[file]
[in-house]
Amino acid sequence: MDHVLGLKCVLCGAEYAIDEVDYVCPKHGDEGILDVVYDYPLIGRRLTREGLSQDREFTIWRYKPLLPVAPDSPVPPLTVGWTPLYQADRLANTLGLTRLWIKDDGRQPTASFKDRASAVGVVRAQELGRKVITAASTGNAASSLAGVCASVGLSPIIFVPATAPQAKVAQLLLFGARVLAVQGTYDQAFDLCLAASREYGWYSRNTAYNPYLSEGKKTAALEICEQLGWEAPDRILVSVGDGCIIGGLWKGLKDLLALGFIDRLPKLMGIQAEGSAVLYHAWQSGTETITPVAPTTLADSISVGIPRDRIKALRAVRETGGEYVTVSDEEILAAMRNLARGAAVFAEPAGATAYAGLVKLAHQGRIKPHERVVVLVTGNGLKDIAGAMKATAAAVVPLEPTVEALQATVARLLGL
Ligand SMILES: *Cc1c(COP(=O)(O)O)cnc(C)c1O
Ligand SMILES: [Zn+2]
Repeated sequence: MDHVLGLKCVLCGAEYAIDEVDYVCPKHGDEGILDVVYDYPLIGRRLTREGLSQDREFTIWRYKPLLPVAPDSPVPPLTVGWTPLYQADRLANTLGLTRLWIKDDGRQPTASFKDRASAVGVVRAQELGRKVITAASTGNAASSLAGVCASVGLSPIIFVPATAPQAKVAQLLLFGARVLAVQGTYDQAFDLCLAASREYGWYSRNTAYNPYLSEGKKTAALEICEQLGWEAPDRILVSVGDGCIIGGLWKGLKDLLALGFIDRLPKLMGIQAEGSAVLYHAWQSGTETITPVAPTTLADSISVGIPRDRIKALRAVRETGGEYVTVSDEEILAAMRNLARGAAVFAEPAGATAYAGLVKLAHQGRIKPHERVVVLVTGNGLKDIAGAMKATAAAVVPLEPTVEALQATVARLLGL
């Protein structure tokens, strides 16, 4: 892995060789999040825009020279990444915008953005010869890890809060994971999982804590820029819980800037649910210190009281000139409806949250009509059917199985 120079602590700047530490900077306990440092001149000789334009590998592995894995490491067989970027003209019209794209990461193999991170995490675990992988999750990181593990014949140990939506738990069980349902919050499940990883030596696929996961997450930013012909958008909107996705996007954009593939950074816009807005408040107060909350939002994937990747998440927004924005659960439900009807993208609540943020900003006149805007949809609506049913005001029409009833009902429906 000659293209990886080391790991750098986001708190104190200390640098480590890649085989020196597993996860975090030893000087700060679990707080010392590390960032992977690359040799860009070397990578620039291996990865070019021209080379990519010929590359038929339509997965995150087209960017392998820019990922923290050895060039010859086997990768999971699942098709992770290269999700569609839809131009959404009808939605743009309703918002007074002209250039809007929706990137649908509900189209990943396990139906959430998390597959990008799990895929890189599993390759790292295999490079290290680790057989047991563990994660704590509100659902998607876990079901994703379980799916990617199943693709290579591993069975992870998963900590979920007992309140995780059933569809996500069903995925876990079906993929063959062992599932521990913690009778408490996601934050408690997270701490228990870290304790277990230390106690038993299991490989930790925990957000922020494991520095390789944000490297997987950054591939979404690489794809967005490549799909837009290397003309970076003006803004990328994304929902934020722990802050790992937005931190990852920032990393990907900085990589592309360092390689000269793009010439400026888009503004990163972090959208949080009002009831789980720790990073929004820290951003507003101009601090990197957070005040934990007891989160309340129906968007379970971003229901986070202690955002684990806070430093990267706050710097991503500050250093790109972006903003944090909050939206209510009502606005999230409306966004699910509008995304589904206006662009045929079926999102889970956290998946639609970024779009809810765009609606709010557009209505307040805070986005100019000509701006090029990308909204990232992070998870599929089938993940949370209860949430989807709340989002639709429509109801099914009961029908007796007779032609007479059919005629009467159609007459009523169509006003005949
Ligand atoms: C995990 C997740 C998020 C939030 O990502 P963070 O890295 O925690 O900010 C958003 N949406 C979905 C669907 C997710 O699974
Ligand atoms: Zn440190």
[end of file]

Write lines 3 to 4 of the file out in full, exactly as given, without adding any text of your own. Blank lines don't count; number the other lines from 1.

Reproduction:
Ligand SMILES: *Cc1c(COP(=O)(O)O)cnc(C)c1O
Ligand SMILES: [Zn+2]